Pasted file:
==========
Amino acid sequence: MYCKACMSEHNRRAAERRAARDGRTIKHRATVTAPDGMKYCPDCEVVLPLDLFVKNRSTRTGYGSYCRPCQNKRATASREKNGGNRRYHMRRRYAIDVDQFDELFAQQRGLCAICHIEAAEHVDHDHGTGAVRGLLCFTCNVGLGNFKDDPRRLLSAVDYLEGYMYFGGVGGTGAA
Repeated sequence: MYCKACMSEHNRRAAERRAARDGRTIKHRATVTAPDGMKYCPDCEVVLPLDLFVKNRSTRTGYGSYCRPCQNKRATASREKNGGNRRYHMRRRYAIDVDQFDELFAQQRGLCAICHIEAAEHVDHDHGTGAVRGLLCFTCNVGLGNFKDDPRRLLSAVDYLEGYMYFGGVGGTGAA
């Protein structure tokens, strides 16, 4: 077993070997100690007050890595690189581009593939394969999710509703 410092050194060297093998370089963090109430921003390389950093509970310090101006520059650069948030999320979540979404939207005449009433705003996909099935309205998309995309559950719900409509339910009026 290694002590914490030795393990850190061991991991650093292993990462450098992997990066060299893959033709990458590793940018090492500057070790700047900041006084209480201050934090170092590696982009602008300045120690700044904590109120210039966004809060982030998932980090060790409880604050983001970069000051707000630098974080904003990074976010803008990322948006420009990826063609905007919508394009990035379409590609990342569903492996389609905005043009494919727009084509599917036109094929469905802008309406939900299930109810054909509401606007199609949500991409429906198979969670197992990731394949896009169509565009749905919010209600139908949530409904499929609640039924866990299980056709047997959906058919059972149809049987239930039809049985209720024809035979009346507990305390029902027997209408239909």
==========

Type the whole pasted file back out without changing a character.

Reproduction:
Amino acid sequence: MYCKACMSEHNRRAAERRAARDGRTIKHRATVTAPDGMKYCPDCEVVLPLDLFVKNRSTRTGYGSYCRPCQNKRATASREKNGGNRRYHMRRRYAIDVDQFDELFAQQRGLCAICHIEAAEHVDHDHGTGAVRGLLCFTCNVGLGNFKDDPRRLLSAVDYLEGYMYFGGVGGTGAA
Repeated sequence: MYCKACMSEHNRRAAERRAARDGRTIKHRATVTAPDGMKYCPDCEVVLPLDLFVKNRSTRTGYGSYCRPCQNKRATASREKNGGNRRYHMRRRYAIDVDQFDELFAQQRGLCAICHIEAAEHVDHDHGTGAVRGLLCFTCNVGLGNFKDDPRRLLSAVDYLEGYMYFGGVGGTGAA
């Protein structure tokens, strides 16, 4: 077993070997100690007050890595690189581009593939394969999710509703 410092050194060297093998370089963090109430921003390389950093509970310090101006520059650069948030999320979540979404939207005449009433705003996909099935309205998309995309559950719900409509339910009026 290694002590914490030795393990850190061991991991650093292993990462450098992997990066060299893959033709990458590793940018090492500057070790700047900041006084209480201050934090170092590696982009602008300045120690700044904590109120210039966004809060982030998932980090060790409880604050983001970069000051707000630098974080904003990074976010803008990322948006420009990826063609905007919508394009990035379409590609990342569903492996389609905005043009494919727009084509599917036109094929469905802008309406939900299930109810054909509401606007199609949500991409429906198979969670197992990731394949896009169509565009749905919010209600139908949530409904499929609640039924866990299980056709047997959906058919059972149809049987239930039809049985209720024809035979009346507990305390029902027997209408239909």